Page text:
I then spoke with the female passenger [redacted]. She informed me that she had seen [redacted] sending a text message with big letters saying something about 100 feet and alarms. She voiced concern that he was sitting in the exit row and was worried that he would open the exit door in flight. She voiced her concerns to the flight attendant who informed the pilot resulting in this call.

I then spoke to [redacted] again and he volunteered his phone to me. I was able to observe all of his text messages and emails. When I looked at his snapchat messages I viewed a photo of a Spirit plane that was located at the gate next to his aircraft. The caption read “thanks for the 100f of ramp access Silver Airways” with a smiley face. I showed this picture to [redacted] who said it was the picture and text she had seen. I showed it to the pilot who like me was not concerned in any way by the photo. [redacted] stated he thought there was a safety violation on the ramp with the aircraft and was simply taking a picture of it to report in the future to Spirit.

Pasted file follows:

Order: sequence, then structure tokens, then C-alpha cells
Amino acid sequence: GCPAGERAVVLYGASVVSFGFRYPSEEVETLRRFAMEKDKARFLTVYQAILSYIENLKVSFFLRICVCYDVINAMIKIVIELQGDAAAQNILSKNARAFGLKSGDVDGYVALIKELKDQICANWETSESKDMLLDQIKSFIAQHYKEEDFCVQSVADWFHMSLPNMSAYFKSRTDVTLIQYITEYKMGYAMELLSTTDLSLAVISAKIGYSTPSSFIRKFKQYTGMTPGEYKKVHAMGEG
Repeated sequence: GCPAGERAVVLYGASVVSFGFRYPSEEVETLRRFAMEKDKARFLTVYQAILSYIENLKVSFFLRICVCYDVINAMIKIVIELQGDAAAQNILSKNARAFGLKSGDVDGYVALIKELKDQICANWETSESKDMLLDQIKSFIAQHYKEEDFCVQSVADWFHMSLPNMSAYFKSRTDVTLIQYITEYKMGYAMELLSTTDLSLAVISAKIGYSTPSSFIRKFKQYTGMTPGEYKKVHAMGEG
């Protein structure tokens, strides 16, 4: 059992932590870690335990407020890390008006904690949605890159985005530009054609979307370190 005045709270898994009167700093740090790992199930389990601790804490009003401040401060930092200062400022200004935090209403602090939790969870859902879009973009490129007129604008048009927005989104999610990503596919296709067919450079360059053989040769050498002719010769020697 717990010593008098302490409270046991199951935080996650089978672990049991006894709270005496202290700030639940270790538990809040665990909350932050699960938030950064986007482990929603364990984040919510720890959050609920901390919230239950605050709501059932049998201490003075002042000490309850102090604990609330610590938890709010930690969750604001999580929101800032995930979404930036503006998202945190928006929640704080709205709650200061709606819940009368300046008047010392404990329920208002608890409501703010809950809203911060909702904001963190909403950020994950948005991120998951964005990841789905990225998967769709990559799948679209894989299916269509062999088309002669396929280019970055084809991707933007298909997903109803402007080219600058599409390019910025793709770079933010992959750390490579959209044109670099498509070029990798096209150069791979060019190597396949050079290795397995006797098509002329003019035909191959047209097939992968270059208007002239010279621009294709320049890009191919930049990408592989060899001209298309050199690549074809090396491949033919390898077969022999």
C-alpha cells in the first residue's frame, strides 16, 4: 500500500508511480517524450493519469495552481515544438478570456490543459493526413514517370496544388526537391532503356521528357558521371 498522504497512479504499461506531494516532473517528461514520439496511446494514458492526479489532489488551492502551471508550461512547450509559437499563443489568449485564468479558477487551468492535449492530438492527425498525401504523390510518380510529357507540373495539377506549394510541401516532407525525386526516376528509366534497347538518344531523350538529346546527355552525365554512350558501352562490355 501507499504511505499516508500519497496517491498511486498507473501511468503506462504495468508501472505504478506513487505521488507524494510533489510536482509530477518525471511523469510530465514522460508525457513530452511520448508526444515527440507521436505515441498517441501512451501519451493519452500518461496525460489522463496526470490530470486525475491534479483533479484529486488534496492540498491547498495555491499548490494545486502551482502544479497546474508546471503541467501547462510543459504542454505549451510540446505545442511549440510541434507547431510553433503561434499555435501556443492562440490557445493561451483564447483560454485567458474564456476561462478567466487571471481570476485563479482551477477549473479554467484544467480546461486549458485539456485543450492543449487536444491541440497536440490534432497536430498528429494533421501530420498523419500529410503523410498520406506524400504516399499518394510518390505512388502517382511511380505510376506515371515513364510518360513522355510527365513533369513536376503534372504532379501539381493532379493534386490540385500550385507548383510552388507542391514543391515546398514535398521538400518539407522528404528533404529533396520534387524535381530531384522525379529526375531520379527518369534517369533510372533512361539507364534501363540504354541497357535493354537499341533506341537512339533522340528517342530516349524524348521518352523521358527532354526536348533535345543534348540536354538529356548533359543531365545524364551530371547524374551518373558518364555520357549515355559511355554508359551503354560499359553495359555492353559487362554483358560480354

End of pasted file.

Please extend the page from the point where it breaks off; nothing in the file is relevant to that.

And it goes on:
After speaking with the pilot and providing him with all the information received during my investigation, he informed me that he was waiting to hear back from his corporate security. After a few minutes he allowed [redacted] to board the aircraft and informed me that he would be putting him in a different seat. After a delay of about one and a half hours total, the plane departed with all passengers onboard.

This is beyond ridiculous. First of all, below is the picture in question (clearly referring to his excitement over being on the ramp and so close to planes while boarding, which I think all aviation geeks can appreciate).

Both Silver Airways and the police were completely out of line here, in my opinion.